|Residents' signs on Tremont (provided by Rick Jamie)|
Residents on Tremont Avenue in Fort Thomas are mounting a campaign to combat what they say is seriously unsafe driving in their neighborhood. Tremont is a busy cut through street between South Fort Thomas Avenue and Grand Avenue, and the residents are deeply concerned with both speeding and traffic ignoring the stop signs at Carolina Avenue. If you’re driving Tremont you may well notice red yard signs saying “DRIVE LIKE YOUR KIDS LIVE HERE.” Residents are also collecting signatures for a petition and writing letters to the city administration and council members.
Rick Jamie has lived on Tremont for 10 years but the traffic issue predates his time there. He has two kids who are both in middle school. There are 26 kids living on Tremont between Carolina and South Fort Thomas Avenue but the residents are also concerned about the pupils at St Thomas, “We’re looking out for our kids and also other people’s kids.” Nathan Myer, a 13 year resident of Tremont, is also concerned. “We have 3 and 4 year old kids on the street, little kids like that have a tiny lapse in judgement and they’re in front of a car.”
The residents first raised the issue with the city around five years ago, under the previous city administrator, but Rick says their responses were unsatisfactory. “They told us the city doesn’t do “SLOW- KIDS AT PLAY” signs, even though there are plenty of other places in the city that have them. They told us they wouldn’t consider speed humps because they make it hard for the snow plows. We even got told by an elected official that we should be keeping a better eye on our kids. It just seems that there is an unwillingness to do anything unless a child is injured or killed.”
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Ron Dill, City Adminstrator, says he has just been made aware of the scale of the problem and city staff are investigating the information presented in the past. “I received information from residents this past week and I’ve reached out to begin a conversation with them.”
In the past the city has conducted multiple stealth surveys, which take the average speed of vehicles using the streets. Nathan Myer recalls that, “One of the stealth surveys showed people exceeding 40 miles per hour. They come over Carolina and just floor it. There’s also a lot of people who drop their kids at St Thomas in the morning and then speed off to work.” Nathan recalls that the Fire Department rejected the idea of speed humps in the past as they wanted to keep the route expeditious for fire trucks, but believes that this shouldn’t prevent a lower speed limit.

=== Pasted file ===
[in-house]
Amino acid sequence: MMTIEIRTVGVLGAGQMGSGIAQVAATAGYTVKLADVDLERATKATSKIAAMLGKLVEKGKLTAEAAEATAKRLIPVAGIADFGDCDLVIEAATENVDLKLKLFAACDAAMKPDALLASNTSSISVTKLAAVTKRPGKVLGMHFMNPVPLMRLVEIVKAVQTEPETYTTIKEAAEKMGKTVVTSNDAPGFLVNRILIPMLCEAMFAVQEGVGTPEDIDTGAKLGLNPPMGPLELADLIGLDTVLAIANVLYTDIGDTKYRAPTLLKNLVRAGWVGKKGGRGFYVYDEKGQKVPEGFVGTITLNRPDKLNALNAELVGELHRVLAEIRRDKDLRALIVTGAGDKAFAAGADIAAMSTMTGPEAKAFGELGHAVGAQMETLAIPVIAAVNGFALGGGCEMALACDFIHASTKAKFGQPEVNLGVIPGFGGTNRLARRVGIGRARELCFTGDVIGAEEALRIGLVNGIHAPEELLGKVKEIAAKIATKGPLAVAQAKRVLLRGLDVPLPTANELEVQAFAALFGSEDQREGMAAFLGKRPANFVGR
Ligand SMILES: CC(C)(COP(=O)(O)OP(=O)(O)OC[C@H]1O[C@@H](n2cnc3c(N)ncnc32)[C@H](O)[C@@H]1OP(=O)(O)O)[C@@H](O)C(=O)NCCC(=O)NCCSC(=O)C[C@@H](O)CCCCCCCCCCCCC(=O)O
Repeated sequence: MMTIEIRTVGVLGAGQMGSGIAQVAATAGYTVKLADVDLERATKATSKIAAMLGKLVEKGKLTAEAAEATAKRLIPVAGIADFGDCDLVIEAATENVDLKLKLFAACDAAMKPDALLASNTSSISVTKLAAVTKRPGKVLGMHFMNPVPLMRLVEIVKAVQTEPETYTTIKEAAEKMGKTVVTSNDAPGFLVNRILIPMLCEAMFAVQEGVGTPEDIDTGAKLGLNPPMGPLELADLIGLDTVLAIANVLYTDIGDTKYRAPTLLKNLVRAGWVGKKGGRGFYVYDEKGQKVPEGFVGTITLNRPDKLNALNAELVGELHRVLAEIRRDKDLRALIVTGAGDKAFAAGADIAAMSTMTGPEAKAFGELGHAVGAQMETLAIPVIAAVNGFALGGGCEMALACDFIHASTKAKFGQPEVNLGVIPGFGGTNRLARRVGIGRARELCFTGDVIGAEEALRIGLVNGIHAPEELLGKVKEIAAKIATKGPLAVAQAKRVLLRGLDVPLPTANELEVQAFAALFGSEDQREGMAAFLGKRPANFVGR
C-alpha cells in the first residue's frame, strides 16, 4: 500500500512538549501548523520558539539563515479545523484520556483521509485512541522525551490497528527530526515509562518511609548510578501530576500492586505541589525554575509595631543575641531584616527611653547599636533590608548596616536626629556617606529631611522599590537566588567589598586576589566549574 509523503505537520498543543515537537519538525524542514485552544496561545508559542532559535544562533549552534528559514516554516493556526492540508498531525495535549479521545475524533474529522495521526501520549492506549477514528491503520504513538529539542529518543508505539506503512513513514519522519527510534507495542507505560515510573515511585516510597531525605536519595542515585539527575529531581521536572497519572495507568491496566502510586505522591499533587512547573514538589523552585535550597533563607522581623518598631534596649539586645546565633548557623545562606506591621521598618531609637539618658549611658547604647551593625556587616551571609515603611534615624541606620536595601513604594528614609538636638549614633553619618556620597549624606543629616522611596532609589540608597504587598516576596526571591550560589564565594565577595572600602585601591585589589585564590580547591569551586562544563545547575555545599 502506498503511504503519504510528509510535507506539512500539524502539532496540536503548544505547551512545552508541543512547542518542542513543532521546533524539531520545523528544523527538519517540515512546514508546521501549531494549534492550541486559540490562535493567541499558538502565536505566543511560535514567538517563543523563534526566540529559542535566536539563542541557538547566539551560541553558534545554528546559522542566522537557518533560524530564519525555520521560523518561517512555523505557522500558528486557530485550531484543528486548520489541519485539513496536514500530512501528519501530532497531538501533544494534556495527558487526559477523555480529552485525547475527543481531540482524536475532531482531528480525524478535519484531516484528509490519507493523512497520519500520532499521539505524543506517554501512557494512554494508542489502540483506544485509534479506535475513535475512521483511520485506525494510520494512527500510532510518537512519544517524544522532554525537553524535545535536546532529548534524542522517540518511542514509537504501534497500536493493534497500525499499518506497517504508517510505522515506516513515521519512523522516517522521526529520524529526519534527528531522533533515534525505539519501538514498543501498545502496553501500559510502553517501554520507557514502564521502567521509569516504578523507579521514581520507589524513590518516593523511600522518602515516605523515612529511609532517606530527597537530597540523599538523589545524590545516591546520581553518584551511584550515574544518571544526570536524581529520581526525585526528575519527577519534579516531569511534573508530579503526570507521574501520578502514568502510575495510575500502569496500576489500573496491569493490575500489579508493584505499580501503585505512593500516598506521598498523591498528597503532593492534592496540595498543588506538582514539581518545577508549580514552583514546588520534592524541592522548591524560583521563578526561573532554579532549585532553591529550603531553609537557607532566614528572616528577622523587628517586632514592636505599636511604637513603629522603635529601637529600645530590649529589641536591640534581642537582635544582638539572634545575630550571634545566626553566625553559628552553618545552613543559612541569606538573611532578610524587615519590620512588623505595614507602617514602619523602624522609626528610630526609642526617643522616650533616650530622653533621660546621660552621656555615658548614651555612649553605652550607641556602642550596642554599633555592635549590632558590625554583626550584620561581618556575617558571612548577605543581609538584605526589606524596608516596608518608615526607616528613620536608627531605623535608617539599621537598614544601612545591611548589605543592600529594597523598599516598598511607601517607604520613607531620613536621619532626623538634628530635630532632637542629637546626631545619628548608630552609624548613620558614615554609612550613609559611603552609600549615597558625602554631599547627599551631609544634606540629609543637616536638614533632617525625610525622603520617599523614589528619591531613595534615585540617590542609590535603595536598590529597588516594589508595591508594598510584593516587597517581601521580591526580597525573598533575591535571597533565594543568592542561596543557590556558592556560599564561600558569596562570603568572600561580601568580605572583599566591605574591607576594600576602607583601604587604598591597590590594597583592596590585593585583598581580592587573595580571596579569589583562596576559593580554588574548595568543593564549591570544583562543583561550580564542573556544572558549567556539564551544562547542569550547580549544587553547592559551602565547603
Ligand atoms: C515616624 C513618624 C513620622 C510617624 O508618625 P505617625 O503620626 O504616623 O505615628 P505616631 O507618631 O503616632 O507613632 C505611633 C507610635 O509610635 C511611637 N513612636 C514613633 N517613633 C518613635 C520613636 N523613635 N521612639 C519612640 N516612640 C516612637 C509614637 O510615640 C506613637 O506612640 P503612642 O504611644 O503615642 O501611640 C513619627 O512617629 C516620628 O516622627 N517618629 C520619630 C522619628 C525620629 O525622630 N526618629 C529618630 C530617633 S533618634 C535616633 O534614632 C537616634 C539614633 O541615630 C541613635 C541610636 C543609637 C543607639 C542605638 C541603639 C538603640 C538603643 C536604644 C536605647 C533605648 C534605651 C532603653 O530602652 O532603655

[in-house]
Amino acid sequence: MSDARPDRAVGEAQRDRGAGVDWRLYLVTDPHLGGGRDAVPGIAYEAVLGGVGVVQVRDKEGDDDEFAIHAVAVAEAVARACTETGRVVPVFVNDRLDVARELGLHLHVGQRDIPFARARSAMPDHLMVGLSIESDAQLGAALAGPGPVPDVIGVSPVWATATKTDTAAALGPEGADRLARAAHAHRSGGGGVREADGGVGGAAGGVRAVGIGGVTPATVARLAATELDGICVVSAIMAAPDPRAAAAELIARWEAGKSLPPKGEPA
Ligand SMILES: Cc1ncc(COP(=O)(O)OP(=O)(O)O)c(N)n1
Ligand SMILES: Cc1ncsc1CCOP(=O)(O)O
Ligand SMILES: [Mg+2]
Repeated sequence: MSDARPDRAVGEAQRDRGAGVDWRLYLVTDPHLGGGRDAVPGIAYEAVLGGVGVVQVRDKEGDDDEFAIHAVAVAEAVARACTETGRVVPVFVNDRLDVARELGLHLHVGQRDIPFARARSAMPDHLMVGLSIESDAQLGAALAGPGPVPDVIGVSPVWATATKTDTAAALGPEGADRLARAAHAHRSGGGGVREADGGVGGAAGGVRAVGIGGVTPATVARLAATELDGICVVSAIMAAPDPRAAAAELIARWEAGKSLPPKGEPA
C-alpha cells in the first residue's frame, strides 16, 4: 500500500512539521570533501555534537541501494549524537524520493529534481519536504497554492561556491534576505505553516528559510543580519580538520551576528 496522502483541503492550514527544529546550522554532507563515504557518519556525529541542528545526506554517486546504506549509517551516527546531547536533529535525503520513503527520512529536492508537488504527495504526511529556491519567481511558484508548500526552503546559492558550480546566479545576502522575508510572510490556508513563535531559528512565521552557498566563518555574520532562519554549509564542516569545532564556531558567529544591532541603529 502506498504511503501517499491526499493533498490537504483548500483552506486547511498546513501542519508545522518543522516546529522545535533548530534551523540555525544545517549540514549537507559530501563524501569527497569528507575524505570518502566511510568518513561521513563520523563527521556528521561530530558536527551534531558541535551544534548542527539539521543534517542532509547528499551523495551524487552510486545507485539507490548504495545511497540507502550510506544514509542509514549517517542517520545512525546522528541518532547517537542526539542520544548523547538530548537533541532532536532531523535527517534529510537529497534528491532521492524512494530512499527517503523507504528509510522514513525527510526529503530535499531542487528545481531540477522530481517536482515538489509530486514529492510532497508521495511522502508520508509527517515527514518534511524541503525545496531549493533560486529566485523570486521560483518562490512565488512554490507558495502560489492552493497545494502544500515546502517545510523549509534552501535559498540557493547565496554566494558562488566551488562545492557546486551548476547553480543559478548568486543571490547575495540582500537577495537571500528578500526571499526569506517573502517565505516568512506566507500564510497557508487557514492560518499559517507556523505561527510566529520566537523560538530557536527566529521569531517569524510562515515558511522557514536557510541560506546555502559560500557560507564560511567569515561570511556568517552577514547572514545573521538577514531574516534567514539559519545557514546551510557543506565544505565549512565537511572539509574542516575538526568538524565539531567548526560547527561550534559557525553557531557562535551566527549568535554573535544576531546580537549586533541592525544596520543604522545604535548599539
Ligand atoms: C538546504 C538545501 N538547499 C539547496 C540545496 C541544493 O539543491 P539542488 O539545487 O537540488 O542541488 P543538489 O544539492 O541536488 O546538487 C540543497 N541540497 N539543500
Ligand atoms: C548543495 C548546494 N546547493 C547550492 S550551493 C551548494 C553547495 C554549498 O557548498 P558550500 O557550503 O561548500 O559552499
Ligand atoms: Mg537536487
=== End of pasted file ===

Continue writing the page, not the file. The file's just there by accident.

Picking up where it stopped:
The principal of St Thomas School, Deborah Flamm, is equally concerned about the safety of her students and other children who live on Tremont and surrounding streets. “St Thomas and the residents are both interested in the same thing, the safety of the children. I stand outside the school every morning and every afternoon and I’ve witnessed speeding, drivers almost hitting people in the crosswalk, parents and crossing guards having to yell at drivers to slow down. It’s an epidemic, I’ve held my breath on more than one occasion because of the excessive speed. The drivers are not from St Thomas families. The school takes it very seriously, all of our teachers are involved with the pick up and drop off procedures. Everyone at St Thomas is cognizant of the young studentswalking around and we’d be happy to work with the residents. We’re all interested in the same common goal: the safety of the children in the neighborhood.”
Ideally the residents would like to see the speed limit dropped to 20 miles an hour, with some form of traffic calming installed. They also believe an increased police presence could help, although they understand that the department is already busy and are sympathetic to that. A few years ago an officer was posted at the corner of Tremont and Carolina, issuing tickets to people who didn’t observe the stop sign. Rick Jamie believes word got out that this was happening and the problem got better for a short while but as soon as the police stopped, the unsafe driving returned.
Rick is a flight nurse practitioner, so he’s seen a lot of trauma and particularly a lot of unnecessary trauma. “In my line of work I see a significant amount of trauma, most of which could have been avoided with simple, inexpensive interventions. Kids simply do not tolerate the impact of a vehicle like an adult does, and are more susceptible to traumatic brain injuries and devastating central core trauma. The number of kids on Tremont, and other streets in Fort Thomas, is significant and their safety should be all our priority. We pay enough lip service to this issue, now is the time to show we mean it.”
The residents are quick to point out that they expect people to use the street, they just want it to be used safely and within the law: “We’re not trying to punish people for using the street, we know it’s a cut through and we expect the volume of traffic but we don’t expect dangerous driving. We just want people to drive on our street they way they’d expect people to drive on their own.”
|Signs on Tremont (provided: Rick Jamie)|